uvf

There is no doubting dissident republicans are going to use Brexit as a vehicle to promote unification of all 32 Irish counties under governance from the Dail in Dublin. As such this has put dissident loyalist groups on alert. As one of their Belfast murals says, ‘Prepared for Peace, Ready for War’. While murals are perceived as tourist attractions, recent murals like this on both republican and loyalist sides have a ring of authenticity related to the current situation. This is seen with the number of loyalist shootings and killings in the last 12 months, the latest being Ian Ogle, a spokesman for the loyalist community on the 27th January 2019. These actions on both sides suggests they are preparing for conflict and a return to the Troubles.

Trimble & Hume

One catalyst for this is the very real prospect of a poll being held on Irish unity. If this occurs, never mind a return to the Troubles, its turning the clock back to 1919 and there is no way loyalists want a united Ireland. Even though we have seen an increase in violence, we may still be left of bang regarding the North of Ireland, but if this situation is ignored by British based MP’s, EU officials and, as it appears, not recognised by DUP politicians who are pro-Brexit, very shortly we will be right of bang with an increase in violence. If this occurs all the hard work by the likes of John Hume and David Trimble that brought about peace via the GFA will have gone.

Issues related to this blog post can be read in more detail in my book ‘Terrorism: Law and Policy’  published by Routledge

My terrorism book cover

Car Bomb Bishop Street Courthouse Derry January 2019

car bomb derry jan 2019

Just after 8pm in the evening on Saturday 19th January 2019 a car bomb exploded outside Derry’s courthouse in Bishop Street. Four men have been arrested in connection to the PSNI’s investigation into the bombing. Fortunately no one was killed or injured, but it could have been different as minutes before the bomb exploded a group of young people walked down Bishop Street next to the car bomb.

car bomb derry jan 2019 1

The PSNI suspect this attack was carried out by the New IRA. Earlier that evening the car was being driven by a pizza delivery man in Quarry Street, Derry and he was hi-jacked at gunpoint by two armed men. The armed men then drove the vehicle to the courthouse and placed the bomb inside the car. Shortly after parking the car a telephone warning was given to the West Midlands Samaritans in England, who then contacted the West Midlands Police, who in turn  informed the PSNI. This has all the similar hallmarks of PIRA’s activity and behaviour during the Troubles.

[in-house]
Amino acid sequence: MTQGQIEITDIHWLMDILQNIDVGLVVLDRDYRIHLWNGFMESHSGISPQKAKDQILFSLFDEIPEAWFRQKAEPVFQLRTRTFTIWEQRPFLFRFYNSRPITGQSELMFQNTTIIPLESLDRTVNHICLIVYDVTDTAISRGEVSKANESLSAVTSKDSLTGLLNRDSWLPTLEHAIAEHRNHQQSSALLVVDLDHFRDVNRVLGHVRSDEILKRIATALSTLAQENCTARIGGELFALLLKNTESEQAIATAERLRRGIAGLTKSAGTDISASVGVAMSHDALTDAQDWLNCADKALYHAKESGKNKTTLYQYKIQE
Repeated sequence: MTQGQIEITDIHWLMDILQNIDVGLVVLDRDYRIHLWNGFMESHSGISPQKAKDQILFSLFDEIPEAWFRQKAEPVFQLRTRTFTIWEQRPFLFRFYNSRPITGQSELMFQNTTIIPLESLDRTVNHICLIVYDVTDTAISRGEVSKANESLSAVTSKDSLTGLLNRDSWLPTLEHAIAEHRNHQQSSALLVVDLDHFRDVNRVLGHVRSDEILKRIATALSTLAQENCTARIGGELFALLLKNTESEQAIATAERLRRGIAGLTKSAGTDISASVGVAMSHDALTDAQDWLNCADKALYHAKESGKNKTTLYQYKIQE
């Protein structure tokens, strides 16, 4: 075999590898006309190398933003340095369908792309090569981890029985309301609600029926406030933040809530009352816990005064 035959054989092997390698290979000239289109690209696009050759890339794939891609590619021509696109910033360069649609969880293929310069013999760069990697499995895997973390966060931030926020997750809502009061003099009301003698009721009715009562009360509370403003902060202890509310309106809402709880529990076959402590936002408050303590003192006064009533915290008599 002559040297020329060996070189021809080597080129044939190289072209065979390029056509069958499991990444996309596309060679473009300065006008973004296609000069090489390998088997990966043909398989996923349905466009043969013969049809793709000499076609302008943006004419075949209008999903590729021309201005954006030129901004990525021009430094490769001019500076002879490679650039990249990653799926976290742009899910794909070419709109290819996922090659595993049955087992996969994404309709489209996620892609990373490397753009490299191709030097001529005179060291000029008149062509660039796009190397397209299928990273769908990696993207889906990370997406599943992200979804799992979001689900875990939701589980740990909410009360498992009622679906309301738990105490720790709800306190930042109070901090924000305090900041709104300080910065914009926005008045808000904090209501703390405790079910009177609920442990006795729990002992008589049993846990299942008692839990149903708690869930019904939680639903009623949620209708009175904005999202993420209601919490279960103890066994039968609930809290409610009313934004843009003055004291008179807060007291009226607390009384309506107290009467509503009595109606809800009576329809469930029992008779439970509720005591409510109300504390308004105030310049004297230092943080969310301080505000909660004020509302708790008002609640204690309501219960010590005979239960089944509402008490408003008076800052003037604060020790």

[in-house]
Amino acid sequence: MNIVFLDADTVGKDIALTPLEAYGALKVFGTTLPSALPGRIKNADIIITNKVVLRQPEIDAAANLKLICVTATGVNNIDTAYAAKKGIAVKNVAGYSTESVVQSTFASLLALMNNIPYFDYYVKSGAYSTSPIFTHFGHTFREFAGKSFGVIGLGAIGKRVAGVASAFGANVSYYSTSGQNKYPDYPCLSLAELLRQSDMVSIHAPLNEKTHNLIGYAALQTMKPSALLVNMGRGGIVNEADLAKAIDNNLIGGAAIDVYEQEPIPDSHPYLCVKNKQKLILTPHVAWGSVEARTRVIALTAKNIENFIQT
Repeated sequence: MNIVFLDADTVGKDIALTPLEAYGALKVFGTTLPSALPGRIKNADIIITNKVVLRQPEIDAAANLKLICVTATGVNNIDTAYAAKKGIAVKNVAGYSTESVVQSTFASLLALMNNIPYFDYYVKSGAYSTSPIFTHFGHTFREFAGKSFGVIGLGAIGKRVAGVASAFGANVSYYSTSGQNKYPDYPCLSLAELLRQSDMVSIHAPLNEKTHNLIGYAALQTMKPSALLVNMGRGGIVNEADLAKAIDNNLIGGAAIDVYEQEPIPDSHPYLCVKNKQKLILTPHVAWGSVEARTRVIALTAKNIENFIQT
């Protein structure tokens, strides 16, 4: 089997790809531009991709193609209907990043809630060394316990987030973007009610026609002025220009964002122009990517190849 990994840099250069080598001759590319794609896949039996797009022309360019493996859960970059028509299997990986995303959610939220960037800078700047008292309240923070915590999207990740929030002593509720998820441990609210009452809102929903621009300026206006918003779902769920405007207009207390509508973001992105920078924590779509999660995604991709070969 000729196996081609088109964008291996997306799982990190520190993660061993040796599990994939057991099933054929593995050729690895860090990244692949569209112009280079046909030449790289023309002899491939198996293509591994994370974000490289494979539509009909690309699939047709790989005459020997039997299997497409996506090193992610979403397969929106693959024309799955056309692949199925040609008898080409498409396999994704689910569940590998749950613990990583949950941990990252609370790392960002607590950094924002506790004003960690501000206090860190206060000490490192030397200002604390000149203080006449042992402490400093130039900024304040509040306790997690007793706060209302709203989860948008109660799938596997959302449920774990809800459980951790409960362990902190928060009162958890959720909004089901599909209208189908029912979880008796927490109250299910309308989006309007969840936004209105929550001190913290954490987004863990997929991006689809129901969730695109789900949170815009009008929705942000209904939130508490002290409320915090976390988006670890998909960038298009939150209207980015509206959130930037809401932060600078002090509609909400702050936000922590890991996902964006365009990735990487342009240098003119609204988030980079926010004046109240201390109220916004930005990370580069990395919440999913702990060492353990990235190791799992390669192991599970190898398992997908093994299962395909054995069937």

john boyle

There has been widespread condemnation of the attack from all Northern Irish political parties. Derry’s mayor and SDLP councillor, John Boyle said the city was shocked and saddened and during a media interview told those responsible for carrying out the attack that such actions will not achieve anything.

ira_with_flags2UDA

One question is why are we witnessing such activity that is suspected to be carried out by dissident republican groups? In my earlier blog posts covering dissident activity in the North of Ireland I have explained how fears of a hard border between the North and the Irish Republic post Brexit is playing into the hands of dissident republican groups. (Visit my website drdavidlowe.co.uk) The messages spouted by the republican group Saoradh who use, twist and manipulate various political and economic issues to spread and fuel discontent has had a degree of success. The Bishop Street car bomb should not come as a complete surprise as recently as November 2018 a number of gun attacks were carried out in Derry that were linked to dissident republican paramilitaries. Loyalist groups have also been carrying out acts of violence and in January 2019 four men were convicted in Belfast Crown Court of murdering a man in County Antrim.

irish border

One important issue that must be negotiated with sensitivity and pragmatism is the Brexit backstop plan regarding the Irish border. At the time of writing the UK’s Prime Minister, Theresa May, is reconsidering this issue. In order that the current UK government can secure an agreement in the House of Commons over its Brexit plans, hopefully this will not result in abandoning the backstop plan and result in a hard border, as this has the potential to destabilise the peace process introduced following the Good Friday Agreement. This is not an idle warning, this is based by my research, experience and knowledge of the North of Ireland, in order to secure the current UK government’s position it should not use the six Northern Irish counties as a sacrificial lamb to appease both DUP and English based MP’s. If they do there is a real possibility of the Troubles returning to the North of Ireland.

Issues related to this blog post can be read in more detail in my book ‘Terrorism: Law and Policy’ published by Routledge.

My terrorism book cover